You can't tax the rich any more, or you might start losing campaign contributions. Gotta hit the middle class now, and VAT is the way to do it.


04 — … vs. IRS.     Not that VAT is a terrifically bad idea. For lovers of liberty, it's a much better idea than the income tax.

At this point in the calendar, in fact, almost any idea you can come up with is a better idea than the income tax: Subprime mortages, open borders, war in Afghanistan, the Space Shuttle, affirmative action, liberation theology, public employee unions, another Harold and Kumar movie … Try as I might, no matter how stupid, misguided, and irrational an idea I come up with, none seems as bad as the income tax just at this moment.

I didn't quite manage to get mine in under the wire this year, so I'm running an extension, with more paperwork to come. Even so, the stuff I've already filed amounts to 59 pages. For goodness' sake! I'm married with two kids. I write stuff and sell it to magazines. I have some mutual funds; my wife has an IRA. We have a home equity loan and two cars. For this I need 59 pages of returns?

The IRS needs to know what make and model car I bought last year? They need to know how much my phone bill was? Why?

The income tax is a monstrous invasion of privacy. With a VAT, the government doesn't have to know anything about me. Furthermore, VAT is progressive, since you pay on what you buy, and rich folk buy more than poor folk. You can even rig it to be really progressive, exempting necessities like food and kids' clothes, piling it on to yachts and Learjets. What's not to like?

If it were a choice between VAT and IRS, I'd go for VAT without hesitation. Of course that's not what'll happen. We'll get VAT and income tax.

The beast must be fed, and it's up to us to feed it. You wouldn't want all those Administrative Assistants at the federal Department of Administrative Assistance to have to go out and find real jobs, would you? Of course not.


05 — SEC vs. Goldman Sachs.     The SEC, the Securities and Exchange Commission — you know, those fearless, ever-vigilant guardians of the public interest, the ones who kept such close tabs on Bernie Madoff — the SEC is suing Goldman Sachs for dirty dealing. What's this all about?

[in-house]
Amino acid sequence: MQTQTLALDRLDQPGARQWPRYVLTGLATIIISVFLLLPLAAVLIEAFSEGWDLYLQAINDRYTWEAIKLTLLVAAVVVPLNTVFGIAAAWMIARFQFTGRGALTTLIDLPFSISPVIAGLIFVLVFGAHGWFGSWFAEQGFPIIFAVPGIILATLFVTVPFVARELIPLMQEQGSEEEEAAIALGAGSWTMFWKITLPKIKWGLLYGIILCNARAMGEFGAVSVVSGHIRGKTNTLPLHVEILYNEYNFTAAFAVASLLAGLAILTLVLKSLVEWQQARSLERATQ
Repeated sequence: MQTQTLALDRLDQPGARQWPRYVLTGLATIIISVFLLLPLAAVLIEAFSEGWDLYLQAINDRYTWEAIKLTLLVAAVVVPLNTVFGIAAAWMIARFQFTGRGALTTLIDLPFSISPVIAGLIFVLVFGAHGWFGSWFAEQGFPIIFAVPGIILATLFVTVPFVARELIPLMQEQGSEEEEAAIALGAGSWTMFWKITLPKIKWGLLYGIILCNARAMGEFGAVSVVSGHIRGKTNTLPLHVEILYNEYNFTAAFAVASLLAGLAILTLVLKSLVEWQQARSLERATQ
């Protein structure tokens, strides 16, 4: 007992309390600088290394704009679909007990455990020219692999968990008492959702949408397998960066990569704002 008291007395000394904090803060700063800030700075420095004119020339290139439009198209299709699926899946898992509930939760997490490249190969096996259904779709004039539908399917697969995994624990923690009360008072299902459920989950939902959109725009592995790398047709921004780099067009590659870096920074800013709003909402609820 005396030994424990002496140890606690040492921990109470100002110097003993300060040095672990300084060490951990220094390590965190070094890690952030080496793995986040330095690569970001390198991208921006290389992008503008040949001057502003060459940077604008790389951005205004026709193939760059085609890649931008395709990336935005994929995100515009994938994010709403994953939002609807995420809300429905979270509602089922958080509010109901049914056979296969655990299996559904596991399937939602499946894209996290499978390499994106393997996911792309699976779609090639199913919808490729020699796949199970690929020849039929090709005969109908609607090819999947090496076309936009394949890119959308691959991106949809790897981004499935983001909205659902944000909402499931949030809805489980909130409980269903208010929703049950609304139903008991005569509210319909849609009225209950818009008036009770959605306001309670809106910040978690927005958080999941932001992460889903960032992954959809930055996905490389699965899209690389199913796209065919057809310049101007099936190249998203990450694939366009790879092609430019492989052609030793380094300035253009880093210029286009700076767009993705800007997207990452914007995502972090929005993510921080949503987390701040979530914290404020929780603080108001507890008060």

Well, there are three players here: Goldman Sachs, which is an investment bank, ACA Capital, which is a bond insurer, and John Paulson, who runs a hedge fund, which is to say, a mutual fund for the carriage trade.

As I'm sure you know, ordinary old residential mortages can be bundled up into bonds and sold to investors, the homeowner's mortage payments ending up as coupon payments to the bond holder. These bonds in turn can be sorted into higher risk and lower risk, and bundled up into another type of bond called a CDO, with the higher risk mortgages feeding through to higher coupon payments, and lower-risk ones contrariwise.

If you believed that a lot of high-risk mortages were about to default, you could short the corresponding CDOs — that is, you could sell them without having bought them yet. When the moment came that you had to buy them, they'd be worth next to nothing, the mortgages having defaulted, and you just made a killing. See?

Well, that's what John Paulson thought back in early 2007. He thought there were going to be a lot of defaults among high-risk mortgages. This was very smart of him, as not many people agreed. He asked Goldman to bundle up some high-risk mortgage securities into CDOs so he could short them. Goldman handed the selection of the mortgages off to ACA Capital. ACA Capital and Paulson worked together at figuring out which mortage securities to use. When the CDOs were made up, Goldman marketed them. Paulson shorted, the mortgages defaulted, and Paulson made a billion dollars.

Who'd he make it from? Well, mostly ACA, which lost 900 million. Goldman lost 90 million, and a German bank something like 150 million. These guys bet one way, Paulson bet the other way, and Paulson won the bet.

Since ACA were involved with Paulson in picking the underlying securities, and since Paulson was a famous bear — which is to say, famous for betting that things would lose their value, it's hard to feel much sympathy for ACA. It is possible to feel sympathy for the German bank and other purchasers of the CDOs, depending on how much you think they knew about the background I just sketched out here.

Did they know, for example, that famous-bear Paulson was instrumental in setting up the CDOs? That's what the SEC case hinges on: that Goldman weren't open enough with investors about the background to the CDOs.

A big fat German bank with tens of billions in assets isn't exactly a babe in the Schwartzwald, though. They have rooms full of well-paid analysts to look into the quality of securities and decide where the point of balance is between risk and reward.

This is a big boys' game. I wouldn't rule out that Goldman behaved unethically, I suppose possibly even illegally, in not disclosing as much as they should have in the prospectus, but ultimately I see it as a case of caveat emptor — let the buyer beware, a warning that applies just as much to bankers as to anyone else.